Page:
“When we see something in real life, our eyes don’t focus on everything at once, but only on the object we want to see at the time. The Cognitive Processor XR works in the same way, detecting the main focal point in the scene and by enhancing each detail in the object, ensuring that it stands out with a natural sense of depth and texture,” Hosada told Gizmodo Australia in a statement.
This new processor also focuses on creating 3D sound by positioning audio both horizontally and vertically and upconverting to 5.1.2 surround sound.
Sony’s Master Series
Two of the Sony TVs hitting Australia this year are the Z9J and A90J which are both part of the new Master series. So what’s so great about these TVs?
“The name Master Series came from our master monitors, the Sony professional displays that are used to colour grade productions such as movies and TV shows,” Hosada said. “As such, these units needed to be colour calibrated with the emphasis placed on colour and contrast accuracy. The goal was to produce a TV that could convey the creators intent, the colours, contrast, clarity and motion of the original mastered content in your own living room.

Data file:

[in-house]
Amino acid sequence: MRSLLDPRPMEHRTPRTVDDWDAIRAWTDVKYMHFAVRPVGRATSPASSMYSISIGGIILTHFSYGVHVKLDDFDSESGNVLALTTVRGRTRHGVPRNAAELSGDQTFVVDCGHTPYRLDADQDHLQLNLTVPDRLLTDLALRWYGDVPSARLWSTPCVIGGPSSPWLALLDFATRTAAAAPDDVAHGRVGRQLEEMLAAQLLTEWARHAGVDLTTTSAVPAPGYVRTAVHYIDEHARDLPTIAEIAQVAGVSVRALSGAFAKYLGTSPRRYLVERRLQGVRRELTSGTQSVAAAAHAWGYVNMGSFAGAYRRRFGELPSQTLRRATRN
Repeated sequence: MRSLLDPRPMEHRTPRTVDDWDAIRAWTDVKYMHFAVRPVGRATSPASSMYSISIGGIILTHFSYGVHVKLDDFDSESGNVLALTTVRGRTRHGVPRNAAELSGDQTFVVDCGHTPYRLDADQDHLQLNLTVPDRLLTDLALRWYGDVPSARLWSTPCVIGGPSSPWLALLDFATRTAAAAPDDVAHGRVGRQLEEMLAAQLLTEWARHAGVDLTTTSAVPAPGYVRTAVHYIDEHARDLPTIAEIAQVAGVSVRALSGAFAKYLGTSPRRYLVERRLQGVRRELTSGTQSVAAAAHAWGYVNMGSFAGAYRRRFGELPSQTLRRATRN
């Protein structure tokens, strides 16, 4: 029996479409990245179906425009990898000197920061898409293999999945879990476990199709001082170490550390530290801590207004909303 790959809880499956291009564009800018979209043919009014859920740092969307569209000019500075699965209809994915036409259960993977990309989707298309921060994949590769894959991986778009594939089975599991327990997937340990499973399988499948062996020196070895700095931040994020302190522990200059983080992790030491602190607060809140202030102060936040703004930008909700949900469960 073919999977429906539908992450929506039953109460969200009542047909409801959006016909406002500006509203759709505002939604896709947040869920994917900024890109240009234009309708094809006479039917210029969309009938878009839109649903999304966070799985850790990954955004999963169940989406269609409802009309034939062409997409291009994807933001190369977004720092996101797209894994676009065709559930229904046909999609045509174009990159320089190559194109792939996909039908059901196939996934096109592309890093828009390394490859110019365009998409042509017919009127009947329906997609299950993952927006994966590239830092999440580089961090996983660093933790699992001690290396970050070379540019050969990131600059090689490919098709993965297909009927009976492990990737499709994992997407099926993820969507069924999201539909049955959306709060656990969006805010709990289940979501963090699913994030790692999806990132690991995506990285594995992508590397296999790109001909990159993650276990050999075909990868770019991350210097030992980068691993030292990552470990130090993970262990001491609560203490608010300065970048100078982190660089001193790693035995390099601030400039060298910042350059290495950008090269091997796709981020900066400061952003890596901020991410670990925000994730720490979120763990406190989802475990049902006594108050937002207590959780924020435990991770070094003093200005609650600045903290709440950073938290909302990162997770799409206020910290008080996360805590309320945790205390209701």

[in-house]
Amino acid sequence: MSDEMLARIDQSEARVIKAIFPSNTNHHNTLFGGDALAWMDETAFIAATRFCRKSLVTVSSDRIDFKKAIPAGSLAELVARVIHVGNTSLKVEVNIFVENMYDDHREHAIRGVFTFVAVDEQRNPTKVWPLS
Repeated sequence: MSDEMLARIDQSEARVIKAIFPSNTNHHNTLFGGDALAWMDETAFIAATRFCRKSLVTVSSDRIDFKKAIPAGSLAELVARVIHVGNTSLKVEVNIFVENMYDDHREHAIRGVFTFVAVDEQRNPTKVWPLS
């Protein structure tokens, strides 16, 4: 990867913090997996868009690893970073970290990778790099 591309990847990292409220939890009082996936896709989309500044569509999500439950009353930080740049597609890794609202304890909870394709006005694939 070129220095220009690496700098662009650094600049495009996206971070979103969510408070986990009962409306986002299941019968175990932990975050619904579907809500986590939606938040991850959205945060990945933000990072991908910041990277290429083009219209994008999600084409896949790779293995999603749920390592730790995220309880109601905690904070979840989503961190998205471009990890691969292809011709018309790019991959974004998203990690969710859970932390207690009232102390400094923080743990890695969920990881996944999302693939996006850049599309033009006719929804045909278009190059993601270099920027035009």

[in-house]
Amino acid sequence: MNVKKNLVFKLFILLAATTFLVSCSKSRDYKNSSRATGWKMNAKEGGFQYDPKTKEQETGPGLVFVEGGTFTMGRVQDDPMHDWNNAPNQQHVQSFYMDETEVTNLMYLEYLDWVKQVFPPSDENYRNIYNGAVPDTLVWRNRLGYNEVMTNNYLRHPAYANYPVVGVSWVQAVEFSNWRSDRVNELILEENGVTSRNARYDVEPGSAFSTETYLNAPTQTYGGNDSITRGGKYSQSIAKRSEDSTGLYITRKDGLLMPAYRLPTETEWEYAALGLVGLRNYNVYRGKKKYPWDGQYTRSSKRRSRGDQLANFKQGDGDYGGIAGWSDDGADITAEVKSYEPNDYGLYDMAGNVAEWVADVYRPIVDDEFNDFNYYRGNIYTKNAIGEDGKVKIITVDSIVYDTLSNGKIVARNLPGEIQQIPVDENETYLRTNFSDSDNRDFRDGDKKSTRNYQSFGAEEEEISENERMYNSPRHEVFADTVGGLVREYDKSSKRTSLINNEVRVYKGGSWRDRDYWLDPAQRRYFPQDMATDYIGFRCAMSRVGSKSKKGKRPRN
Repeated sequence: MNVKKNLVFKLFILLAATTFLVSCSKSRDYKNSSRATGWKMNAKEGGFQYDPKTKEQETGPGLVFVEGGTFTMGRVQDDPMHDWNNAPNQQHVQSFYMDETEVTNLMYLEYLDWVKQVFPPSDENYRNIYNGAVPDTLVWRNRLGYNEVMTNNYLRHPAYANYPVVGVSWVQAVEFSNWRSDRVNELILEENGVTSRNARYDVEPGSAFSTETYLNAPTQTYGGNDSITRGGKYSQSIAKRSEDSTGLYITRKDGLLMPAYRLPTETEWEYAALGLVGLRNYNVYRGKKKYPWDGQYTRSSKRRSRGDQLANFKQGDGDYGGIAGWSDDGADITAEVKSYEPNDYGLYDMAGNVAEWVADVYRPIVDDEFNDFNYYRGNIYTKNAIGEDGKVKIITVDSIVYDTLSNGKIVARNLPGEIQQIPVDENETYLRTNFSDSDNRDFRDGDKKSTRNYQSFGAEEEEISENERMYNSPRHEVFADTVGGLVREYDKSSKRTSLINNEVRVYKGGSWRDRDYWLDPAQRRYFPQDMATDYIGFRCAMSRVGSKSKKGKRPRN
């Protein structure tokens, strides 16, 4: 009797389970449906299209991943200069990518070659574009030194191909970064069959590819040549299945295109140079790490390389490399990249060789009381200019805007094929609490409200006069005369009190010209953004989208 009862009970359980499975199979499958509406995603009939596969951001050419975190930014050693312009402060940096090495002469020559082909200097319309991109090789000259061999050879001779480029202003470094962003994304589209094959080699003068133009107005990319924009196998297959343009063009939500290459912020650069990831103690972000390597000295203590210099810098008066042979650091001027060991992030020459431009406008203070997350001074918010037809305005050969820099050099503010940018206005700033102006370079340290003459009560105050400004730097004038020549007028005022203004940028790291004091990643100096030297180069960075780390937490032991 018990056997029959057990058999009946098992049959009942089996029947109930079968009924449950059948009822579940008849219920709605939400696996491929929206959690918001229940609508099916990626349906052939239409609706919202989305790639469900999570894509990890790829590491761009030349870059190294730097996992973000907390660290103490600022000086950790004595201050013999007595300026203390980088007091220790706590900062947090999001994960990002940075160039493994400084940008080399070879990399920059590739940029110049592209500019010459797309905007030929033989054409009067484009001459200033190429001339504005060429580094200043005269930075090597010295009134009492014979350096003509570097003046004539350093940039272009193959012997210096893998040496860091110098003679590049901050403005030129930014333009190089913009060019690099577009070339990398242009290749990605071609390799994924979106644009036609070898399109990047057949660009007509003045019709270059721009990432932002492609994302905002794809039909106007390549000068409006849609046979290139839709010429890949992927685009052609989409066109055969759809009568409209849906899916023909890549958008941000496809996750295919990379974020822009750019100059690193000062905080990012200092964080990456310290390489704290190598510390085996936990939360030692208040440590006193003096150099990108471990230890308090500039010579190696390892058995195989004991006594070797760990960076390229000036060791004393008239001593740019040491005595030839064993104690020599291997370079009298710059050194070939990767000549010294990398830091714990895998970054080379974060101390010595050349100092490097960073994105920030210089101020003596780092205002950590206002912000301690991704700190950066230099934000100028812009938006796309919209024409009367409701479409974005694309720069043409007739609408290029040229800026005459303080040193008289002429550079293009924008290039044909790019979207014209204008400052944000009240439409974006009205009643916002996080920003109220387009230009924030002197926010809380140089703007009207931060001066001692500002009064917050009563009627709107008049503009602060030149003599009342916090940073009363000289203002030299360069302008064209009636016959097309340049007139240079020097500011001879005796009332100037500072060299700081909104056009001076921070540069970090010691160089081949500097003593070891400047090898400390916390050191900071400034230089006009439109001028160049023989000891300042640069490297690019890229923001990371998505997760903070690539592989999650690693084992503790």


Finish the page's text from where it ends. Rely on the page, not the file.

“To reach this goal, Sony uses the highest quality components for the Master Series. All Master Series TVs are colour calibrated at the factory to ensure the absolute best, most accurate colours and contrast are consistently produced.”
There’s been a lot of emphasis on 8K TVs this year with nearly every TV brand featuring at least one new product in the 8K range.
Simply put, 8K is double the resolution and number of pixels of 4K, and is currently the highest possible resolution on the market. However, something to remember is that there isn’t currently a lot of 8K content going around.
This shouldn’t stop you from picking up an 8K TV as most of these new products feature powerful 4K to 8K upscaling. But you should think of it more as future-proofing for when 8K content is more readily available and our bandwidth in Australia can actually handle it.
Until then, an 8K TV can easily handle your 4K needs.